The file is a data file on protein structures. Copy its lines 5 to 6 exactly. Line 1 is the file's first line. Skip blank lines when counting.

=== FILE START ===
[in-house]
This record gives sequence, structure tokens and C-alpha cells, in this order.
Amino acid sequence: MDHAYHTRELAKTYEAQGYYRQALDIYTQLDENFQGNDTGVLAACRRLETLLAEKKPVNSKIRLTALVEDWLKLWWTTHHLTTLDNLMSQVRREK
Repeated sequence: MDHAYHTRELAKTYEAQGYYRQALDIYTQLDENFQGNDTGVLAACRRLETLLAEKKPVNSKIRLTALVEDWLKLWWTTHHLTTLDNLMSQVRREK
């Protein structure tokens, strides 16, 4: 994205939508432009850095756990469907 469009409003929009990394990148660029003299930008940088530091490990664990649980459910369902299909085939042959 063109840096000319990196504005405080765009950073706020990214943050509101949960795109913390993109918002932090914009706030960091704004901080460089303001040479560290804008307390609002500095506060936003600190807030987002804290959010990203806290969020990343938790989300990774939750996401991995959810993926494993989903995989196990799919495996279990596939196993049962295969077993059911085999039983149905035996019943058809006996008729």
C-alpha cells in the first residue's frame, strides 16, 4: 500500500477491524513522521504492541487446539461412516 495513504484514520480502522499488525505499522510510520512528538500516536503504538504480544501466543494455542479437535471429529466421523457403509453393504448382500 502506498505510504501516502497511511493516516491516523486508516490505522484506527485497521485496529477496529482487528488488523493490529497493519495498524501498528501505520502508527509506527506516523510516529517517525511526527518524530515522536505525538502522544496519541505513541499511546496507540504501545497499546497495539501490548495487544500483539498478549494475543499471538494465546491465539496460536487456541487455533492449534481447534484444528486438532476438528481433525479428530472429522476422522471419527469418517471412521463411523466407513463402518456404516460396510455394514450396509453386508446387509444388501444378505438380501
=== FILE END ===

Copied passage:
């Protein structure tokens, strides 16, 4: 994205939508432009850095756990469907 469009409003929009990394990148660029003299930008940088530091490990664990649980459910369902299909085939042959 063109840096000319990196504005405080765009950073706020990214943050509101949960795109913390993109918002932090914009706030960091704004901080460089303001040479560290804008307390609002500095506060936003600190807030987002804290959010990203806290969020990343938790989300990774939750996401991995959810993926494993989903995989196990799919495996279990596939196993049962295969077993059911085999039983149905035996019943058809006996008729």
C-alpha cells in the first residue's frame, strides 16, 4: 500500500477491524513522521504492541487446539461412516 495513504484514520480502522499488525505499522510510520512528538500516536503504538504480544501466543494455542479437535471429529466421523457403509453393504448382500 502506498505510504501516502497511511493516516491516523486508516490505522484506527485497521485496529477496529482487528488488523493490529497493519495498524501498528501505520502508527509506527506516523510516529517517525511526527518524530515522536505525538502522544496519541505513541499511546496507540504501545497499546497495539501490548495487544500483539498478549494475543499471538494465546491465539496460536487456541487455533492449534481447534484444528486438532476438528481433525479428530472429522476422522471419527469418517471412521463411523466407513463402518456404516460396510455394514450396509453386508446387509444388501444378505438380501